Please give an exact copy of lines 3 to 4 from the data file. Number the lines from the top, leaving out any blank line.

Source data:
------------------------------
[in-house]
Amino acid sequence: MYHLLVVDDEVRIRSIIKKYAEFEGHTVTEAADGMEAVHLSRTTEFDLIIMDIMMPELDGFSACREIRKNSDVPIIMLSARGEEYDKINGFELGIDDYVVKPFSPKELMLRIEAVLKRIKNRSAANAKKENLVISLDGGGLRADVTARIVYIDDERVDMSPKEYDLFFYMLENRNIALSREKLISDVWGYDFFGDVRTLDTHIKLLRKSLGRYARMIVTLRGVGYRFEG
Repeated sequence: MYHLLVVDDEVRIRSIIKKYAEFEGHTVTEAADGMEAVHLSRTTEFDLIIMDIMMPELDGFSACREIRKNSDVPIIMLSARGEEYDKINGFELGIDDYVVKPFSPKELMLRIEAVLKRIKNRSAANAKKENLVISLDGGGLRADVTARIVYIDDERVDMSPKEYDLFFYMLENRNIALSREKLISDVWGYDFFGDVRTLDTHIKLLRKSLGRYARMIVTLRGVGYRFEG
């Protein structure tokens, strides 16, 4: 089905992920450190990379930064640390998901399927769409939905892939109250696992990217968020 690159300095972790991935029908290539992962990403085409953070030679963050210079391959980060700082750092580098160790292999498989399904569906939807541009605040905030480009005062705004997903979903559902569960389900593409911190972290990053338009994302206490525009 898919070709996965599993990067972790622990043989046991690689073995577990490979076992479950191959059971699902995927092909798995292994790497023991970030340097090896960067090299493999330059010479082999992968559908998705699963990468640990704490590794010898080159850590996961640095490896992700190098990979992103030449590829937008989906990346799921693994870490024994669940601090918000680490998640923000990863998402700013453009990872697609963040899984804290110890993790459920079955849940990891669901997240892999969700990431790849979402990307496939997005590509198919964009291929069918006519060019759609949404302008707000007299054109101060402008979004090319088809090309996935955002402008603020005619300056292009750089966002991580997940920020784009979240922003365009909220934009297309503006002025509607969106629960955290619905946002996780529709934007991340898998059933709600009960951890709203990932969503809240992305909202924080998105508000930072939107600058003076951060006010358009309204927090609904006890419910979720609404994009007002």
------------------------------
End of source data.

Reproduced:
Repeated sequence: MYHLLVVDDEVRIRSIIKKYAEFEGHTVTEAADGMEAVHLSRTTEFDLIIMDIMMPELDGFSACREIRKNSDVPIIMLSARGEEYDKINGFELGIDDYVVKPFSPKELMLRIEAVLKRIKNRSAANAKKENLVISLDGGGLRADVTARIVYIDDERVDMSPKEYDLFFYMLENRNIALSREKLISDVWGYDFFGDVRTLDTHIKLLRKSLGRYARMIVTLRGVGYRFEG
């Protein structure tokens, strides 16, 4: 089905992920450190990379930064640390998901399927769409939905892939109250696992990217968020 690159300095972790991935029908290539992962990403085409953070030679963050210079391959980060700082750092580098160790292999498989399904569906939807541009605040905030480009005062705004997903979903559902569960389900593409911190972290990053338009994302206490525009 898919070709996965599993990067972790622990043989046991690689073995577990490979076992479950191959059971699902995927092909798995292994790497023991970030340097090896960067090299493999330059010479082999992968559908998705699963990468640990704490590794010898080159850590996961640095490896992700190098990979992103030449590829937008989906990346799921693994870490024994669940601090918000680490998640923000990863998402700013453009990872697609963040899984804290110890993790459920079955849940990891669901997240892999969700990431790849979402990307496939997005590509198919964009291929069918006519060019759609949404302008707000007299054109101060402008979004090319088809090309996935955002402008603020005619300056292009750089966002991580997940920020784009979240922003365009909220934009297309503006002025509607969106629960955290619905946002996780529709934007991340898998059933709600009960951890709203990932969503809240992305909202924080998105508000930072939107600058003076951060006010358009309204927090609904006890419910979720609404994009007002």